Undergraduate Research Methods
Librarian for History, History of Science & Technology, and Africana Studies
This guide will explain how archival materials are kept, described, searched and accessed at the Sheridan Libraries Special Collections. This does not pertain to rare books. Those materials can be found in Catalyst, the Sheridan Libraries' catalog.
When archivists describe collections, they create finding aids, or inventories that summarize a collection’s contents. Finding aids for our archival materials are found at Johns Hopkins University’s finding aids site, ArchivesSpace.
If you ever need help with your research topic (no matter where you are in that process!), reach out to us at email@example.com.
How Materials Are Organized
Archival materials are organized around the person or organization who created or collected them. Because people (and groups) are involved in many activities, relationships, and institutions over the course of their lives, it is not always easy to find which archival materials are about particular ideas.
For instance, the Ferdinand Hamburger University Archives holds records documenting innovations in the history of higher education. However, there is no such thing as the “Higher Education history archives.” Instead, it’s often good to start with non-archival readings (encyclopedia articles, scholarly articles, books) to understand the background of a topic and the people who were a part of it. From there, a researcher can make a list of the names and organizations associated with this movement and find where archival records are held.
Creating Powerful Searches
- Consider your search strategy and cast a wide net. Search engines are very literal. If you search for poem, the computer does not know that you may also be interested in results for poetry, poet, verse, sonnet, haiku, et cetera. Start by thinking carefully about your terms and make a list of alternate spellings, synonyms, and depreciated terms.
- We have been describing our holdings for a long time. We also try to use the same terms that historical actors used for themselves. Some legacy descriptions may use terms that are outdated or possibly offensive.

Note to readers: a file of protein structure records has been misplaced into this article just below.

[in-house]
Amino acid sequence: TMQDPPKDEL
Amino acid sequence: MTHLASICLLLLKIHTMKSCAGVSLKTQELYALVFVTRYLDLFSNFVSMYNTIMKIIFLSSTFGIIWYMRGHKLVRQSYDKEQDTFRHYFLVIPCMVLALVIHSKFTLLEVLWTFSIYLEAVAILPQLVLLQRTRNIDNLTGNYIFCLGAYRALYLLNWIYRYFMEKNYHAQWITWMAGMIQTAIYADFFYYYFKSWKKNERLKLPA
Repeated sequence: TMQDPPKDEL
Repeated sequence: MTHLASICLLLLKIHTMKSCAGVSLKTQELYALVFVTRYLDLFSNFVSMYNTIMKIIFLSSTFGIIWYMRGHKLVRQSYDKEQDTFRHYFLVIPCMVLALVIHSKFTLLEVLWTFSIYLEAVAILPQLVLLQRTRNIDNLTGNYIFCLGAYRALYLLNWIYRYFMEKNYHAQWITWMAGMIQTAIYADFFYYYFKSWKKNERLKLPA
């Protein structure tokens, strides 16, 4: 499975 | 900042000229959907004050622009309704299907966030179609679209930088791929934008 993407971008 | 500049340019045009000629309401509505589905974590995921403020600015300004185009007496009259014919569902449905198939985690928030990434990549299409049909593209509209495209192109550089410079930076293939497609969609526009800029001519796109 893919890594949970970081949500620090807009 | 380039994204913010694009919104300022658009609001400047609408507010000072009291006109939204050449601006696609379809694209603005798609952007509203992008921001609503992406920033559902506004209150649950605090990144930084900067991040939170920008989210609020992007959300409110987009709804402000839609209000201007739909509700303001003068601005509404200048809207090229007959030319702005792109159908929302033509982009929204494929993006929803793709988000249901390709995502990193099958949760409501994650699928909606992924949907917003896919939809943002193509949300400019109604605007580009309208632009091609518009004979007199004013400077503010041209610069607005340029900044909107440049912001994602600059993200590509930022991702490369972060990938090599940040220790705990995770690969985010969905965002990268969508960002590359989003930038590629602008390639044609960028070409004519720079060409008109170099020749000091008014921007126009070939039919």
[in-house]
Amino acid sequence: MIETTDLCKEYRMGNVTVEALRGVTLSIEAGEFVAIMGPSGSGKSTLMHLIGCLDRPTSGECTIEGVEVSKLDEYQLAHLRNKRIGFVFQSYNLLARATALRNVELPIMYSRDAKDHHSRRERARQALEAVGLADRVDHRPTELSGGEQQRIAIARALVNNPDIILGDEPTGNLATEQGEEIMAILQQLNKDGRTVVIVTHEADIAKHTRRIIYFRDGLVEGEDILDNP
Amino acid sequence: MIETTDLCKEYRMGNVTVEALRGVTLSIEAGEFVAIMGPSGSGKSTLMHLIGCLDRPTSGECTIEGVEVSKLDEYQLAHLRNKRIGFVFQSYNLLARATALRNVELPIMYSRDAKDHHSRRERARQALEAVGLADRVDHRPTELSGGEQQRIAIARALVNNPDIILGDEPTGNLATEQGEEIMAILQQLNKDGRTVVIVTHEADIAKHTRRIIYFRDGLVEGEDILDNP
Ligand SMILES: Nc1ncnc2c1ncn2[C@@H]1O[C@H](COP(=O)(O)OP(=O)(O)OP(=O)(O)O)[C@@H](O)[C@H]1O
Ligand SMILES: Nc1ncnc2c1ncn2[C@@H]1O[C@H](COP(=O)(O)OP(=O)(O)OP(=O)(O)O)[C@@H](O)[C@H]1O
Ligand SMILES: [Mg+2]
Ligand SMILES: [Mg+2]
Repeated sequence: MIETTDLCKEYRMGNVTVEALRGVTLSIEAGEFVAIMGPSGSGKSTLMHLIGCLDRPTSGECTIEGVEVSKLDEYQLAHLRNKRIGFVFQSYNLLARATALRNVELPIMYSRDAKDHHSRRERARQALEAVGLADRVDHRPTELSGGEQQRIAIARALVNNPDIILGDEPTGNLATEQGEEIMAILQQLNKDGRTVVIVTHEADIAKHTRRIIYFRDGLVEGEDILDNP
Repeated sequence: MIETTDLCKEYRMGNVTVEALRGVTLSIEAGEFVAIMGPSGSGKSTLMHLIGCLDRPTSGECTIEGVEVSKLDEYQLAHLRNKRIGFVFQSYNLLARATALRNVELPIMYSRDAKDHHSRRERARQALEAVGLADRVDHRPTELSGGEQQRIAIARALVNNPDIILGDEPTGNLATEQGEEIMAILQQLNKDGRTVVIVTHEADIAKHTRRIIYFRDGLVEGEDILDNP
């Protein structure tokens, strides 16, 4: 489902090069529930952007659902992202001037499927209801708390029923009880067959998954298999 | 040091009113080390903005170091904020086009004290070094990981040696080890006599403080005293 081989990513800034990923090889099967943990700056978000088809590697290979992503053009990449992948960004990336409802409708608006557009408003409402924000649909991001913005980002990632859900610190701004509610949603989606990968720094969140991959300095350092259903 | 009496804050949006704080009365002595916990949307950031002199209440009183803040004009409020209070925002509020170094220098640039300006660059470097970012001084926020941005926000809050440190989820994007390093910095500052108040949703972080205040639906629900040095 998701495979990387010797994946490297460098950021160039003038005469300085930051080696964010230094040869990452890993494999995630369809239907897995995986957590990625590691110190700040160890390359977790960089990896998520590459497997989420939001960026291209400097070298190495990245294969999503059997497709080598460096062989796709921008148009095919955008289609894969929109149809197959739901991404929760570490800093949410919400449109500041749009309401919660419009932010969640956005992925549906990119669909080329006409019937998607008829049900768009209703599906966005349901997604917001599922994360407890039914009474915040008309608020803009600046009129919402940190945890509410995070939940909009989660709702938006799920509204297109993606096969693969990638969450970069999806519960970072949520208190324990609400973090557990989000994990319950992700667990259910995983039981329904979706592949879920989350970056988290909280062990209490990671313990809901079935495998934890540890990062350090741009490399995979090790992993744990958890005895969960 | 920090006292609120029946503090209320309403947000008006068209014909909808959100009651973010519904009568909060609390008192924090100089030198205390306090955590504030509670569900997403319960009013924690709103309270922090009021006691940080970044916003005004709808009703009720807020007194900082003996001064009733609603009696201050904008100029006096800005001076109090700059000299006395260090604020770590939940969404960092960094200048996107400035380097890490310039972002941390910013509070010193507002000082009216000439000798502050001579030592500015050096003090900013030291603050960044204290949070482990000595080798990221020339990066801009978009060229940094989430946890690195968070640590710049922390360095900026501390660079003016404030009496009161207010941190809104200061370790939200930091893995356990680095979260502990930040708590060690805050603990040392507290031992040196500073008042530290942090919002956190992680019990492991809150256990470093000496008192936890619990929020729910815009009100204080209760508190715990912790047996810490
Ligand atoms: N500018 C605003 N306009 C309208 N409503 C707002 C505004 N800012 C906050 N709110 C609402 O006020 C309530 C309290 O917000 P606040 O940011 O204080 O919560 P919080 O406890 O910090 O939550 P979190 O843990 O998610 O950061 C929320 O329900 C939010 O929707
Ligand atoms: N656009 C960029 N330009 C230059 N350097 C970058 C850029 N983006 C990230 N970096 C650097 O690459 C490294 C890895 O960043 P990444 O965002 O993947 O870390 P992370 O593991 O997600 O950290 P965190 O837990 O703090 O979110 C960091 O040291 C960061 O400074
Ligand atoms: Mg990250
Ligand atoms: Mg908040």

- Our finding aids system defaults to an OR search. This means that if you search for Hopkins athletics, the system will first return results with both terms and then return results with either term.
- If you want to only return results with both terms, put an AND between them.
- To search for an exact phrase put that term in quotation marks
- “Black Student Union”
- Searches are not case sensitive.
- Roland Park Company will result in the same results as roland park company.
- The ? operator is a single-character wildcard
- digiti?e to get either the British (digitise) or American spelling of digitize
- The * operator is a multi-character wildcard
- w?m*n will result in woman, women, womyn, wimmin, , etc.
- child* will result in child, children, childish, etc.
- If a user is finding the “wrong” version of results messing up their search, they can add a minus sign or a NOT before a query term to exclude it.
- Searching for opera -soap (or opera NOT soap) will result in all results for opera but will not return results for soap opera.
- Proximity matching is extremely powerful and useful! This is accomplished by adding the ~ and the number of words of proximity to search.
- Rachel Carson ~3 will return those two terms within three words of each other — for instance, Rachel Carson, Rachel (the environmentalist) Carson and Carson, Rachel. This is particularly useful for when we suspect that names will be listed in reverse order.
Most archival collections include what we call subject analysis — the process by which an archivist or librarian has determined what the records are about. In addition, archivists and librarians also associate records about people with different archival collections. You can browse “Subjects” and “Names” by clicking those headings at the top of the finding aid site.
From there, you can put terms in the “Filter results” prompt to narrow down the terms available to you. Once you find a term that you like, click on it to find related archival collections.
Remember that the process of assigning terms and people to collections is human and imperfect. Always cast a wide net — don’t ever assume that these results are exhaustive.
Once you’ve identified what you want to see, click the “Request” button in the top-right corner of the screen:
You’ll be asked to log in and/or register with our request system, Aeon. From there, follow the prompts to complete your request. When you have successfully submitted your request, you should hear from us in 1-2 days. Don’t hesitate to follow up with us at firstname.lastname@example.org if you have questions about the request process.
Note: If you request a collection that is larger than 10 boxes, you may have your request rejected because it exceeds our patron request limit. Therefore, it may be useful to note the size of the collection, found in the “Extent” note, before submitting a request:
Finding Digital Collections
Reference to digitized archival materials can be found in a few places:
- Sometimes, but not always, a link to a digital surrogate will appear at the relevant level in the finding aid:
- All archival digital content that is online can be searched in the “Special Collections” community in JScholarship, our institutional repository.
- We also maintain digitized content that is not online. This is generally communicated in the “Existence and Location of Copies” note in a corresponding finding aid, but you can also ask us about the possible existence of digital content by emailing email@example.com.
This guide was adapted from Smith College Special Collections' "Finding Archival Materials Guide," CC-BY